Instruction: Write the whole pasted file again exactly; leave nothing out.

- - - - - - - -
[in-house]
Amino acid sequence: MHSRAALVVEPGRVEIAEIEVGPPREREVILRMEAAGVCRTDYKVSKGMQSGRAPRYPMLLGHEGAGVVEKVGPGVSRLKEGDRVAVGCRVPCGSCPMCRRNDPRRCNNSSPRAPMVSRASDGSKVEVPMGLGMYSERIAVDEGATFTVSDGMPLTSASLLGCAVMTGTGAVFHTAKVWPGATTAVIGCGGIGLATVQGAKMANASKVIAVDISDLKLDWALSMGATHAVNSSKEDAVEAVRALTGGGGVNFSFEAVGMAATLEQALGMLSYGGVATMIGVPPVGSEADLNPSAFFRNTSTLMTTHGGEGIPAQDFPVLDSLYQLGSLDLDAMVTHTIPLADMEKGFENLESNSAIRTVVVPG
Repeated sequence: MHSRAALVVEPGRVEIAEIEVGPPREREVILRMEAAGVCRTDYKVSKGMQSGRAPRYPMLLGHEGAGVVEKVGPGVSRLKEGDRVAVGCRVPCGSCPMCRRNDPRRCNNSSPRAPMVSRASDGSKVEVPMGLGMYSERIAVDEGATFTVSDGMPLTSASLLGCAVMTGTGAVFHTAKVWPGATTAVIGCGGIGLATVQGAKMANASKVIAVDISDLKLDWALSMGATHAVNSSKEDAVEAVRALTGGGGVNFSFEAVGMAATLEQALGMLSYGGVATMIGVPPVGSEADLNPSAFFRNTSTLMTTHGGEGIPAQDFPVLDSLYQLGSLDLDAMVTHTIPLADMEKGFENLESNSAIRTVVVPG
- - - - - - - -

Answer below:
[in-house]
Amino acid sequence: MHSRAALVVEPGRVEIAEIEVGPPREREVILRMEAAGVCRTDYKVSKGMQSGRAPRYPMLLGHEGAGVVEKVGPGVSRLKEGDRVAVGCRVPCGSCPMCRRNDPRRCNNSSPRAPMVSRASDGSKVEVPMGLGMYSERIAVDEGATFTVSDGMPLTSASLLGCAVMTGTGAVFHTAKVWPGATTAVIGCGGIGLATVQGAKMANASKVIAVDISDLKLDWALSMGATHAVNSSKEDAVEAVRALTGGGGVNFSFEAVGMAATLEQALGMLSYGGVATMIGVPPVGSEADLNPSAFFRNTSTLMTTHGGEGIPAQDFPVLDSLYQLGSLDLDAMVTHTIPLADMEKGFENLESNSAIRTVVVPG
Repeated sequence: MHSRAALVVEPGRVEIAEIEVGPPREREVILRMEAAGVCRTDYKVSKGMQSGRAPRYPMLLGHEGAGVVEKVGPGVSRLKEGDRVAVGCRVPCGSCPMCRRNDPRRCNNSSPRAPMVSRASDGSKVEVPMGLGMYSERIAVDEGATFTVSDGMPLTSASLLGCAVMTGTGAVFHTAKVWPGATTAVIGCGGIGLATVQGAKMANASKVIAVDISDLKLDWALSMGATHAVNSSKEDAVEAVRALTGGGGVNFSFEAVGMAATLEQALGMLSYGGVATMIGVPPVGSEADLNPSAFFRNTSTLMTTHGGEGIPAQDFPVLDSLYQLGSLDLDAMVTHTIPLADMEKGFENLESNSAIRTVVVPG